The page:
What are Language-Based Learning Disabilities?

Language-based learning disabilities are characterized by difficulties with age-appropriate reading, spelling, and/or writing. Language-based learning disabilities refer to the relationship between spoken and written language.

Children with language-based learning disabilities may have difficulty in:

  • expressing ideas clearly
  • learning new vocabulary
  • recalling numbers in sequence
  • comprehending what is read
  • learning words to songs
  • rhyming
  • learning the alphabet
  • identifying sound/letter associations

A child with language-based learning disabilities may have difficulty manipulating sounds in words.

Children with language-based learning disabilities are often diagnosed with dyslexia.

What is Dyslexia?

Dyslexia is NOT rare. It affects 10% to 20% of our population, up to 1 in 5 people. Below is a definition of dyslexia.

Student writing in a notebook
“Dyslexia is a specific learning disability that is neurobiological in origin. It is characterized by difficulties with accurate and/or fluent word recognition and by poor spelling and decoding abilities. These difficulties typically result from a deficit in the phonological component of language that is often unexpected in relation to other cognitive abilities and the provision of effective classroom instruction. Secondary consequences may include problems in reading comprehension and reduced reading experience that can impede growth of vocabulary and background knowledge.”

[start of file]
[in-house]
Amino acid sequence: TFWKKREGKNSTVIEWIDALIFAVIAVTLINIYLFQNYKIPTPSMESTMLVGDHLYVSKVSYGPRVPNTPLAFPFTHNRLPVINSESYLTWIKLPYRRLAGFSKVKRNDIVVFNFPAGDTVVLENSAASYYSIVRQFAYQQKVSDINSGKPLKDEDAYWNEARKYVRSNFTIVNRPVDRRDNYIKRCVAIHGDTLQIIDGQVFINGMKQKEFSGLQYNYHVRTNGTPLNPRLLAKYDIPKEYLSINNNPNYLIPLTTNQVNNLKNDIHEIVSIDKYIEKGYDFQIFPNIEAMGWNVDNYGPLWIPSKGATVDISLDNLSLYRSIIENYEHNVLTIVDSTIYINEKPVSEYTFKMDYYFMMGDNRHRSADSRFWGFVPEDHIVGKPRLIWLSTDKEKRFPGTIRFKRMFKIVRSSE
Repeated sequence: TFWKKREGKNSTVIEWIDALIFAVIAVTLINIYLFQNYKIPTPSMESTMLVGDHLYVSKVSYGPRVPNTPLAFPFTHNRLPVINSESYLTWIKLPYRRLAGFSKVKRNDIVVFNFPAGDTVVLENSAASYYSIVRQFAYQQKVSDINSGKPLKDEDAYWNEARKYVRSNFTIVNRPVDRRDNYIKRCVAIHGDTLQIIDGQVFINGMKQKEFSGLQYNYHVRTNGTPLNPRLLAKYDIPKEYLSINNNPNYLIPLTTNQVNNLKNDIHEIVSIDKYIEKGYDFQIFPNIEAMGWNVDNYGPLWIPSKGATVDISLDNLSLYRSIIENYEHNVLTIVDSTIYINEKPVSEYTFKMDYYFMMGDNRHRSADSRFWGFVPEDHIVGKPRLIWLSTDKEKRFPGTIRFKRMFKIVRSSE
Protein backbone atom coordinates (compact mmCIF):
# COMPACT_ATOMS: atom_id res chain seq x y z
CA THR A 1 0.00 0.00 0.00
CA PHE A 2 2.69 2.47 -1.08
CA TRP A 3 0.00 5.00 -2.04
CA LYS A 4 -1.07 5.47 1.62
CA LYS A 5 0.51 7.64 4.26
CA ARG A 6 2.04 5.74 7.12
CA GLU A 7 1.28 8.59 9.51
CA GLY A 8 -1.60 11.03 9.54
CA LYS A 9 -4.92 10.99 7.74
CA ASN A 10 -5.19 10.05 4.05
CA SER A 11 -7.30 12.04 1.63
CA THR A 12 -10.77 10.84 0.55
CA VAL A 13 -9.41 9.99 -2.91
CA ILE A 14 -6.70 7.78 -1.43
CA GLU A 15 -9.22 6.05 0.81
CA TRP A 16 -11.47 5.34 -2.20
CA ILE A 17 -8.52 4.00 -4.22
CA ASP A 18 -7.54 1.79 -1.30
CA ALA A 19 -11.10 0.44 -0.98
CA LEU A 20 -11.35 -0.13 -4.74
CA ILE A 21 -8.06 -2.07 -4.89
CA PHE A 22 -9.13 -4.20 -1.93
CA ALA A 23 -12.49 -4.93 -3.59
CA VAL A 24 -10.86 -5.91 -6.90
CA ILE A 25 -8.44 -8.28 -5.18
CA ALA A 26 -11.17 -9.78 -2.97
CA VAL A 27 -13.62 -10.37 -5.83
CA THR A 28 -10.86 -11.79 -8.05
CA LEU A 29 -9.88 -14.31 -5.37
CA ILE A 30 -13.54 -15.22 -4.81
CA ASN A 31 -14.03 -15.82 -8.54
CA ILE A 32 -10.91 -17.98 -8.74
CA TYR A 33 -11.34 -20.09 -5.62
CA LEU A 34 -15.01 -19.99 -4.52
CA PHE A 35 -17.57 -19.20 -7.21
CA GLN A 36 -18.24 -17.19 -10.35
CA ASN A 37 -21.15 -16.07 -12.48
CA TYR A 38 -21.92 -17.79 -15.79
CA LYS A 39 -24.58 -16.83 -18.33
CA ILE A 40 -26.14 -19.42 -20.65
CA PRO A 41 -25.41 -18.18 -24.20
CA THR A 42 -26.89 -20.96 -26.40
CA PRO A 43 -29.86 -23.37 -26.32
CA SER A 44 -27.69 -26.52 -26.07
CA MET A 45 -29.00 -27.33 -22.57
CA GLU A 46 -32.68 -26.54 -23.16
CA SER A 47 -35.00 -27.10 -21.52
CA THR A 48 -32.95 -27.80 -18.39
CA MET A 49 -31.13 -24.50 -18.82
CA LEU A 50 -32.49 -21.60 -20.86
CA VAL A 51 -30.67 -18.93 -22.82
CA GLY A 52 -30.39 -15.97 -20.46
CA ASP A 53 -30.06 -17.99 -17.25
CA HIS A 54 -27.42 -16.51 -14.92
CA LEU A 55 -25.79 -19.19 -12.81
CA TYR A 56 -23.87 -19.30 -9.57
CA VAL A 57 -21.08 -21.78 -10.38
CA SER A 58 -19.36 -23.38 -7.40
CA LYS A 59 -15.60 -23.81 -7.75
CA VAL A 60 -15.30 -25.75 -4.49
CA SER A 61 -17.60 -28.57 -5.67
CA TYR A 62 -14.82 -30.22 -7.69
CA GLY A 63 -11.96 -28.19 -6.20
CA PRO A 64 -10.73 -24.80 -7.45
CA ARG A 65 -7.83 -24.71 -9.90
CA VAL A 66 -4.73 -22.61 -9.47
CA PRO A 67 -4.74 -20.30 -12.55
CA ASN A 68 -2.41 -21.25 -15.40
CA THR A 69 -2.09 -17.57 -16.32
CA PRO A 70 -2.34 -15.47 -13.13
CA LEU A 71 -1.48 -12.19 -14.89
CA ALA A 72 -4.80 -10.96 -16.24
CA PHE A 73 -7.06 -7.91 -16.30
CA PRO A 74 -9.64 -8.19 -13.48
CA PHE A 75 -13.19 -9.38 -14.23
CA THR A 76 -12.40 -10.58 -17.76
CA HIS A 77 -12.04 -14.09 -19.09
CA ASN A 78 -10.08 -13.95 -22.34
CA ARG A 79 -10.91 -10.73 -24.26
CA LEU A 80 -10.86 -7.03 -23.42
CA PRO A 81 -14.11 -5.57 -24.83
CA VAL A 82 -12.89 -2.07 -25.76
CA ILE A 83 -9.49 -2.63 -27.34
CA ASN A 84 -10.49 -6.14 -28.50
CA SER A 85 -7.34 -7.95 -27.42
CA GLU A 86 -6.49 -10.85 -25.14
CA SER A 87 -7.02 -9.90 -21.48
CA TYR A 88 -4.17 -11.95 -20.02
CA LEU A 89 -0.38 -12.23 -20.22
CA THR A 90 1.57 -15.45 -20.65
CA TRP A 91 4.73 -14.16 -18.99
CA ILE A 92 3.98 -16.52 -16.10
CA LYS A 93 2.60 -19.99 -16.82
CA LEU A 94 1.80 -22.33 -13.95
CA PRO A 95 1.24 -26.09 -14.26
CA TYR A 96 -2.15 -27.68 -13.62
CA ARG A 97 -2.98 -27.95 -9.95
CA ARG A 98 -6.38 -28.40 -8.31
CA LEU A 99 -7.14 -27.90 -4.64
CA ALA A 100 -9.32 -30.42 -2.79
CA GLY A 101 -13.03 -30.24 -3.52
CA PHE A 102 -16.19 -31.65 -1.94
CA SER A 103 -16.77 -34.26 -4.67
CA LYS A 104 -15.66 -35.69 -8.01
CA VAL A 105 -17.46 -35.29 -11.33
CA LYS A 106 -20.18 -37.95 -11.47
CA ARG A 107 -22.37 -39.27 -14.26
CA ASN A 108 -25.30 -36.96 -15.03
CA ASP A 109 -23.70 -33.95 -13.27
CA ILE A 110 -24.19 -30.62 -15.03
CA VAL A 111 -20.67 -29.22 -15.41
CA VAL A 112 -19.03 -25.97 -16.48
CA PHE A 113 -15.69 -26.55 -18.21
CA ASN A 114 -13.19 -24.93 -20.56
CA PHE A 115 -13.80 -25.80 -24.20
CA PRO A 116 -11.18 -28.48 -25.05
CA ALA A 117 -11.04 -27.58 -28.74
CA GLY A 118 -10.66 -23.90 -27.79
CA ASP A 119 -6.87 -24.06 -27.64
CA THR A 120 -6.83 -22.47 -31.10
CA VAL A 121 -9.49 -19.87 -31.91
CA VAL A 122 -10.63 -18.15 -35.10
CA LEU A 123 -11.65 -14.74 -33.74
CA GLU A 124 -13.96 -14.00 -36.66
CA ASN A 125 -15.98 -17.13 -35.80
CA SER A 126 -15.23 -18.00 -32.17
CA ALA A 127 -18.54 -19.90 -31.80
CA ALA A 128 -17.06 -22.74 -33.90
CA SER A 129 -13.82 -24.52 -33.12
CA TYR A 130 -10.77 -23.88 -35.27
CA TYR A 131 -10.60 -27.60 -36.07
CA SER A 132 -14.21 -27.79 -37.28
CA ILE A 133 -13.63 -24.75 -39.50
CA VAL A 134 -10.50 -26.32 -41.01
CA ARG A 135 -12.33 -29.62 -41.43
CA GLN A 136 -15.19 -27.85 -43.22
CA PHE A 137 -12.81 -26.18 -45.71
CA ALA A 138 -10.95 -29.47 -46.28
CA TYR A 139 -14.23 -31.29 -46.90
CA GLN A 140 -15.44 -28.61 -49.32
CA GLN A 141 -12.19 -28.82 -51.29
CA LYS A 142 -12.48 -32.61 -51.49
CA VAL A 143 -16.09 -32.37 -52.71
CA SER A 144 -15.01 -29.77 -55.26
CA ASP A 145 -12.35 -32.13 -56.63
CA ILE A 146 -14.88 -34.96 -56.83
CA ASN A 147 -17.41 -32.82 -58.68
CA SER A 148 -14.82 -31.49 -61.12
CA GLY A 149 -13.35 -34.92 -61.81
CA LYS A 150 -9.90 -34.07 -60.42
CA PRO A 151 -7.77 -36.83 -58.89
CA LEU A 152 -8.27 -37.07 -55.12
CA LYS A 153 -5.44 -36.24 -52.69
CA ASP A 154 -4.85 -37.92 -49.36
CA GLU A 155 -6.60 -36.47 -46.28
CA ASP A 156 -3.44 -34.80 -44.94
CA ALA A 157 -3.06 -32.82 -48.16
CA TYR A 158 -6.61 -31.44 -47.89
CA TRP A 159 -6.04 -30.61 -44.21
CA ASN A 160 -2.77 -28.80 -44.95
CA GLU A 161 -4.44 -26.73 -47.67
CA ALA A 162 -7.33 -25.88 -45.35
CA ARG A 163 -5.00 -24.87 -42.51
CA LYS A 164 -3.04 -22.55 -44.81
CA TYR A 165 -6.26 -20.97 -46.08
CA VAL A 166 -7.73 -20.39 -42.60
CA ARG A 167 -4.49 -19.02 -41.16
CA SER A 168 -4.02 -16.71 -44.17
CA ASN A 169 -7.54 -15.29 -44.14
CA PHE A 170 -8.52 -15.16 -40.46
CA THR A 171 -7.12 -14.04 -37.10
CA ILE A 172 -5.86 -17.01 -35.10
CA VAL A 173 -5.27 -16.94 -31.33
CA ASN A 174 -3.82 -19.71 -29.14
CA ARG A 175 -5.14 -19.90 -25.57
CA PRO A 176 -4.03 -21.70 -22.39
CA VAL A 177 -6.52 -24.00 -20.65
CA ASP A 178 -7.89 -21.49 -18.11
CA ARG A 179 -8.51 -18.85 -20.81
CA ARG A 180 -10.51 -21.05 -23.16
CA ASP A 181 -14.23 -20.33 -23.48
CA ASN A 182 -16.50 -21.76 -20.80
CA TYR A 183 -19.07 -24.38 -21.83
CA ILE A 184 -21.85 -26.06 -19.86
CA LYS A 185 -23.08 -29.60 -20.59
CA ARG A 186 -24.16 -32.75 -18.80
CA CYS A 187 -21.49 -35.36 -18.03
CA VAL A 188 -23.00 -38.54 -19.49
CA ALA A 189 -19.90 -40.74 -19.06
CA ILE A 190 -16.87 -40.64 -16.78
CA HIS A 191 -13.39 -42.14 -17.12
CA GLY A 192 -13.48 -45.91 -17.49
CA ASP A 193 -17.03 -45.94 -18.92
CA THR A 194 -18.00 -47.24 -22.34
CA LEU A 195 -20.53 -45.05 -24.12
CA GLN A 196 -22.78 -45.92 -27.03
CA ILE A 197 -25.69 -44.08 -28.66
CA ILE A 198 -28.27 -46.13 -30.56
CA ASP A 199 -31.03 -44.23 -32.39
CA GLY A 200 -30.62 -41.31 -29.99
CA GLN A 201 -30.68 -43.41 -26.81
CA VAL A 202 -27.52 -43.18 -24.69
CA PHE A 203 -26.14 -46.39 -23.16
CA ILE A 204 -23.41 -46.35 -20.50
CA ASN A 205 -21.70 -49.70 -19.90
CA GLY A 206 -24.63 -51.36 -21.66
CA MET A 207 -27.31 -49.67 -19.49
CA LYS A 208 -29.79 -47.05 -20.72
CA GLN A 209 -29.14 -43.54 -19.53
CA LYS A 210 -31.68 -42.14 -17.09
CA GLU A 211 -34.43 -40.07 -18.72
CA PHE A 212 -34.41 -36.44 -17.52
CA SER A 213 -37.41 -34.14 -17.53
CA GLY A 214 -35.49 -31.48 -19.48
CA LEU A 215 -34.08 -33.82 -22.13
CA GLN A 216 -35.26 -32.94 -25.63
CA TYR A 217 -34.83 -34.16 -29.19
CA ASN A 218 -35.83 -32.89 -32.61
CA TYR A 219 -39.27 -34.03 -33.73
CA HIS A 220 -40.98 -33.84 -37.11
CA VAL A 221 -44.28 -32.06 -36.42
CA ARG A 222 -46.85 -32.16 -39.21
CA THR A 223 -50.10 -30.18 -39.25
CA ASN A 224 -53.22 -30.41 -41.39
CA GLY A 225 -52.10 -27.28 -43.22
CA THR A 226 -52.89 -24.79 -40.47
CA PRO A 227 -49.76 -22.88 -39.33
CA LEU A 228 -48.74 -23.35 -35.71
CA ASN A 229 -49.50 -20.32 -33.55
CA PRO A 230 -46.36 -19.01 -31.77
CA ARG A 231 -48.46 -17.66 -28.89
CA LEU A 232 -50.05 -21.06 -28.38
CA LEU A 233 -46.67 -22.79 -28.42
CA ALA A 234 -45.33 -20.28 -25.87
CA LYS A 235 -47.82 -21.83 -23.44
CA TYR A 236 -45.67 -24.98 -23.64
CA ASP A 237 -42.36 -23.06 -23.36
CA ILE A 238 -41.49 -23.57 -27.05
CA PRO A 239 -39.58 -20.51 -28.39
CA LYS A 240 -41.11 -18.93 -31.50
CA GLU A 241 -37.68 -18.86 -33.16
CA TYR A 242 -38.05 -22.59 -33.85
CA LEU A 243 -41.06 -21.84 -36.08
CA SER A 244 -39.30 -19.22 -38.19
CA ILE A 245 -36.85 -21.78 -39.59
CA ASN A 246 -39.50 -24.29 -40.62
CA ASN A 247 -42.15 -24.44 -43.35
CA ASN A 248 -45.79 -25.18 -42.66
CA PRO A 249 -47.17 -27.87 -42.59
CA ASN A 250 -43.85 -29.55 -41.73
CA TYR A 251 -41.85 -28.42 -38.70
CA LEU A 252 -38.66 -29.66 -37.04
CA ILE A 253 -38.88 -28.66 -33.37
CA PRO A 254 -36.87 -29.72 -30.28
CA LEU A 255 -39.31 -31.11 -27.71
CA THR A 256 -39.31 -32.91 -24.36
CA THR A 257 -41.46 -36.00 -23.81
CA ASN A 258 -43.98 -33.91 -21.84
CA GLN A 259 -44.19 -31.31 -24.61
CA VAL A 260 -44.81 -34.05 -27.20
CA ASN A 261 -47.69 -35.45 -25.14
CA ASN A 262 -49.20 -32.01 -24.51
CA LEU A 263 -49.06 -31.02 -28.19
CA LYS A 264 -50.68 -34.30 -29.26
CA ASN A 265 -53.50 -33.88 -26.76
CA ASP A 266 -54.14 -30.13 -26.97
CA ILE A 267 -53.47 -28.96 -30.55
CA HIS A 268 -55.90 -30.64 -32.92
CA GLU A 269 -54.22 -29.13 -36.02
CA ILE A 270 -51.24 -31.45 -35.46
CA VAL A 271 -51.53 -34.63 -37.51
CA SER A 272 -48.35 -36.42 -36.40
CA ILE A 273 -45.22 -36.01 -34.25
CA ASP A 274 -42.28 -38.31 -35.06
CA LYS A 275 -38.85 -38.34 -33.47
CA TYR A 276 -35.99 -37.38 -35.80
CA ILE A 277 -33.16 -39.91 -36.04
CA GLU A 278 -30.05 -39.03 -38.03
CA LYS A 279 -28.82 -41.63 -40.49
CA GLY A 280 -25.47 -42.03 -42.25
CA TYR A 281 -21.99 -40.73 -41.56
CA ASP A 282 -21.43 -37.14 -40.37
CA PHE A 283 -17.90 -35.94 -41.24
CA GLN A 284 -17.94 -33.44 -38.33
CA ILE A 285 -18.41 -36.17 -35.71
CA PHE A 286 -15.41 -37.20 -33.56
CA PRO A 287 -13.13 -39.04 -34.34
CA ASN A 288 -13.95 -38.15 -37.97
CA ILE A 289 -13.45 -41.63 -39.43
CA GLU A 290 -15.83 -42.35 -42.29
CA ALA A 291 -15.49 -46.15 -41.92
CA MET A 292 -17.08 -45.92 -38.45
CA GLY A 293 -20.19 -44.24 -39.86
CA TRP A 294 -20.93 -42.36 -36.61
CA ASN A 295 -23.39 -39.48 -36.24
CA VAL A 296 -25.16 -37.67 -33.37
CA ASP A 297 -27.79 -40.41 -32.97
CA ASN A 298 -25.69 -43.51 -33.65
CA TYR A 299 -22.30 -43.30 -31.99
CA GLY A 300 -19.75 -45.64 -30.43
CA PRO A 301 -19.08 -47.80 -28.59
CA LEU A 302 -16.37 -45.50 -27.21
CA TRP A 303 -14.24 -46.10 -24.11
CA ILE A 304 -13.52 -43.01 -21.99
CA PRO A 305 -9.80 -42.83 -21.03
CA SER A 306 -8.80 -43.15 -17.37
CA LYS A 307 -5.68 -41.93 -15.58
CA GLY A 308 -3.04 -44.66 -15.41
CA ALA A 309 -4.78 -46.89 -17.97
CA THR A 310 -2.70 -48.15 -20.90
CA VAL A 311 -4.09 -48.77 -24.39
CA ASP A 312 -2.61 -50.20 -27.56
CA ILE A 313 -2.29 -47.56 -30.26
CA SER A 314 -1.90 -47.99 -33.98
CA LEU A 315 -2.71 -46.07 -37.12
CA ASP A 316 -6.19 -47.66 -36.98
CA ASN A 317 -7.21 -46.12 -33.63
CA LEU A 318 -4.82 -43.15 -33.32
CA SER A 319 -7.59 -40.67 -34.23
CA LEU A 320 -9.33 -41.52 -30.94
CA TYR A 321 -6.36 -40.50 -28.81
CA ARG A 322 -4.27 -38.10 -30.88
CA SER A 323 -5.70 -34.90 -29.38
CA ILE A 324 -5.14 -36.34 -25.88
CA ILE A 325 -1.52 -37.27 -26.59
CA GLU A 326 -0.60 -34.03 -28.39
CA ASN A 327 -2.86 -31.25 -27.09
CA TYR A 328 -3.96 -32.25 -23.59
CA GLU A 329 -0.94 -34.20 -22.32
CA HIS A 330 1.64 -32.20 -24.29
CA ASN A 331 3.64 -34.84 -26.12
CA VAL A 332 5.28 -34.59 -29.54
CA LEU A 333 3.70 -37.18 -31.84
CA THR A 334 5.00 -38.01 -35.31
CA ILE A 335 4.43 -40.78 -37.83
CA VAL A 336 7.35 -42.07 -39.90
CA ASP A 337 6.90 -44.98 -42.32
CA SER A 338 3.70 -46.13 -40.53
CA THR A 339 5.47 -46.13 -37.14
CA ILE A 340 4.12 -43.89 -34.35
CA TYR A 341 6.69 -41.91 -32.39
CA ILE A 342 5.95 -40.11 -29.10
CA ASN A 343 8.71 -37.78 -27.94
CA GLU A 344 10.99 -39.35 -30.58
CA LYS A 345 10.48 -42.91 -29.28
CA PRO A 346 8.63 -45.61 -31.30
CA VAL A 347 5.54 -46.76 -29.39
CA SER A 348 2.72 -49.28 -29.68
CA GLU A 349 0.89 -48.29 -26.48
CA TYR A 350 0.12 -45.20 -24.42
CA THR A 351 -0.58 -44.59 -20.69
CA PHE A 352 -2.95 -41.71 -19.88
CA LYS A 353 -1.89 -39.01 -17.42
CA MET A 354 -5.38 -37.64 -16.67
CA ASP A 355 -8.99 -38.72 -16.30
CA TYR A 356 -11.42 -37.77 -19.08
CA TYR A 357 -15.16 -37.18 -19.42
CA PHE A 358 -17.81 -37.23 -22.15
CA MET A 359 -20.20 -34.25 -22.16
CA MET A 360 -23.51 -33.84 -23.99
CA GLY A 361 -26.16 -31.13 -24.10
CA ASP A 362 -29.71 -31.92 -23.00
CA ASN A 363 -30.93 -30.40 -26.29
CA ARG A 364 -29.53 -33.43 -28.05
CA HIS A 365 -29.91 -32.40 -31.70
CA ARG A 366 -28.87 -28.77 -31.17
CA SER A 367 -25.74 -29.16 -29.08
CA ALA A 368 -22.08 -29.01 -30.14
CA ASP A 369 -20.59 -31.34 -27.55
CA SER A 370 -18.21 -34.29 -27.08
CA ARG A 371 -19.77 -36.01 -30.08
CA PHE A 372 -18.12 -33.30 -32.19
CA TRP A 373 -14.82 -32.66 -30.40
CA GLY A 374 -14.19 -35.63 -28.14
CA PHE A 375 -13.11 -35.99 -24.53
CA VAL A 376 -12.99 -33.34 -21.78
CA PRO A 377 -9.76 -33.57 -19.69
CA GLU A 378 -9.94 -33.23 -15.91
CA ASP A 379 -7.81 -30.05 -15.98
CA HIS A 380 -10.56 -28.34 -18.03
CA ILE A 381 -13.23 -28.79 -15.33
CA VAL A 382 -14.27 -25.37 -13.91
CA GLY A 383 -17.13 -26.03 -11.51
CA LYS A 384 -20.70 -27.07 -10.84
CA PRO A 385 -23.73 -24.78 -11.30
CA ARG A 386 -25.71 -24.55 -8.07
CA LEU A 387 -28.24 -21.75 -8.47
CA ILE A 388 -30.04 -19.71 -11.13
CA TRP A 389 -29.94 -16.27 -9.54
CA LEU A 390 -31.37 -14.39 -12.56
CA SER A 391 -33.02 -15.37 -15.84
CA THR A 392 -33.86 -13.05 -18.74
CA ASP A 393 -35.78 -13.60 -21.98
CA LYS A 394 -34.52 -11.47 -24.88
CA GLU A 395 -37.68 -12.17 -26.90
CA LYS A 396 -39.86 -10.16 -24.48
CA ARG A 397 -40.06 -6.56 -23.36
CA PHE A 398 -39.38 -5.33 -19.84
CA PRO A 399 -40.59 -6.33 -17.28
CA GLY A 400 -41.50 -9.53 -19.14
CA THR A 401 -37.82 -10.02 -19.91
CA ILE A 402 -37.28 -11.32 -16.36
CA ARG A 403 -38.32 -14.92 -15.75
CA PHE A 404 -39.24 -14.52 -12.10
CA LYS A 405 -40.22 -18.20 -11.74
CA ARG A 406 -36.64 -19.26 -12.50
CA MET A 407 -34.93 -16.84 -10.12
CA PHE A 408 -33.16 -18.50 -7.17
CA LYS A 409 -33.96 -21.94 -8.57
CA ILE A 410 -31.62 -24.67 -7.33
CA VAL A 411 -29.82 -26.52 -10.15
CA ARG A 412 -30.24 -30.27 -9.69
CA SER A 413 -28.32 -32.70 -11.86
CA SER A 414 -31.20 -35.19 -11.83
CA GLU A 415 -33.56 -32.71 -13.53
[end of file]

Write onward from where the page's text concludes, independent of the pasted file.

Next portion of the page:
Adopted by the IDA Board of Directors, Nov. 12, 2002. This Definition is also used by the National Institute of Child Health and Human Development (NICHD). Many state education codes, including New Jersey, Ohio and Utah, have adopted this definition.

What Works Best According to Research

Research by the National Institute of Health has shown that “best practice” for an individual with dyslexia is to be instructed in reading and spelling in a way that is direct, explicit, and simultaneously multi-sensory.

The instruction must start with phonemic awareness instruction, followed by a systematic approach to phonics, both analytic and synthetic. It must also teach reading and spelling as related subjects with intense practice and constant weaving of the concepts taught.

Orton-Gillingham based systems are excellent at meeting these requirements. AZ Dyslexia Center Therapists are certified teachers who are trained in several Orton-Gillingham based systems.

Student winning Student of the Year award